Academics Joining Ranks Declaring 'E-Mail Bankruptcy'

More university professors are joining the ranks of those who have given up or severely curtailed their use of e-mail as a medium for personal--and most of all--private correspondence. They have had enough with electronic spam, come-ons, nonsense and smut-vertisements.

The idea of declaring "e-mail bankruptcy" can be traced to MIT professor Sherry Turkle, who was researching e-mail in 1999, according to a story by Mike Musgrove in the Washington Post. Turkle told Musgrove she would have a finished a decade-long book-writing project in half the time had it not been for e-mail.

Stanford University law professor Lawrence Lessing has also joined the e-mail bankruptcy club, according to Musgrove. Lessing said he had to choose ultimately between the law and responding to e-mail. Although he eliminated 90 percent of his e-mail he has not been able to liberate himself altogether, he told Musgrove.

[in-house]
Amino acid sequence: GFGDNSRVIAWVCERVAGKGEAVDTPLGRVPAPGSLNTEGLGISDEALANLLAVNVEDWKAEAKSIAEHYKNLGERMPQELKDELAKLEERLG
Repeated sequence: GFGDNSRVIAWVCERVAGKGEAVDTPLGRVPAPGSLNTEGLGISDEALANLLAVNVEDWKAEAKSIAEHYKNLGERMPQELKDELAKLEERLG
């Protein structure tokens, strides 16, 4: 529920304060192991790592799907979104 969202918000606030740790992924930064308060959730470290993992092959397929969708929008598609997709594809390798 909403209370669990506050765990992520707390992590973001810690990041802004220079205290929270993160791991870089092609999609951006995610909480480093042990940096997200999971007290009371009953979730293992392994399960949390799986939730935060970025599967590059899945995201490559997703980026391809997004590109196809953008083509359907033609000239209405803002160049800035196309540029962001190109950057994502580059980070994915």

Similarly, Stanford computer science professor Donald Knuth stopped using e-mail as early as 1990. "I'd get to work and start answering e-mail--three hours later, I'd say, "Oh, what was I supposed to do today?" Knuth told Musgrove. "I have been a happy man since Jan. 1 , 1990."

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About the Author

Paul McCloskey is contributing editor of Syllabus.

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